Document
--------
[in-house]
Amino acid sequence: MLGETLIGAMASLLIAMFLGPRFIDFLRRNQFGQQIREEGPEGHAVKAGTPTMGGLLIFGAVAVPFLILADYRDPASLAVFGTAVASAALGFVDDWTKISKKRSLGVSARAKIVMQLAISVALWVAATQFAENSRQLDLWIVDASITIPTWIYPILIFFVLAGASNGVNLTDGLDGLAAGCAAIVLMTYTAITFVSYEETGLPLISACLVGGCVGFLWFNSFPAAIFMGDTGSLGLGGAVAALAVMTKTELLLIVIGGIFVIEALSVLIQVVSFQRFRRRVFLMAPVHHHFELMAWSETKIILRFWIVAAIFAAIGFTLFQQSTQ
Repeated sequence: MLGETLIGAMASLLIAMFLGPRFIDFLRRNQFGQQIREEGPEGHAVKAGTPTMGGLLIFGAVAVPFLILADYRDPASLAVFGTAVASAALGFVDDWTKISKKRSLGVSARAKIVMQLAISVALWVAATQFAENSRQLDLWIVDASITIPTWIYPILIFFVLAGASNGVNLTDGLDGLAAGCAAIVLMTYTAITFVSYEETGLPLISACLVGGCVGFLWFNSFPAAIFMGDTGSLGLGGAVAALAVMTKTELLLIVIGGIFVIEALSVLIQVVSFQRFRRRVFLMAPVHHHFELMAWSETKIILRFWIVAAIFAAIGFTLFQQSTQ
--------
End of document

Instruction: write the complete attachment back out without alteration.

[in-house]
Amino acid sequence: MLGETLIGAMASLLIAMFLGPRFIDFLRRNQFGQQIREEGPEGHAVKAGTPTMGGLLIFGAVAVPFLILADYRDPASLAVFGTAVASAALGFVDDWTKISKKRSLGVSARAKIVMQLAISVALWVAATQFAENSRQLDLWIVDASITIPTWIYPILIFFVLAGASNGVNLTDGLDGLAAGCAAIVLMTYTAITFVSYEETGLPLISACLVGGCVGFLWFNSFPAAIFMGDTGSLGLGGAVAALAVMTKTELLLIVIGGIFVIEALSVLIQVVSFQRFRRRVFLMAPVHHHFELMAWSETKIILRFWIVAAIFAAIGFTLFQQSTQ
Repeated sequence: MLGETLIGAMASLLIAMFLGPRFIDFLRRNQFGQQIREEGPEGHAVKAGTPTMGGLLIFGAVAVPFLILADYRDPASLAVFGTAVASAALGFVDDWTKISKKRSLGVSARAKIVMQLAISVALWVAATQFAENSRQLDLWIVDASITIPTWIYPILIFFVLAGASNGVNLTDGLDGLAAGCAAIVLMTYTAITFVSYEETGLPLISACLVGGCVGFLWFNSFPAAIFMGDTGSLGLGGAVAALAVMTKTELLLIVIGGIFVIEALSVLIQVVSFQRFRRRVFLMAPVHHHFELMAWSETKIILRFWIVAAIFAAIGFTLFQQSTQ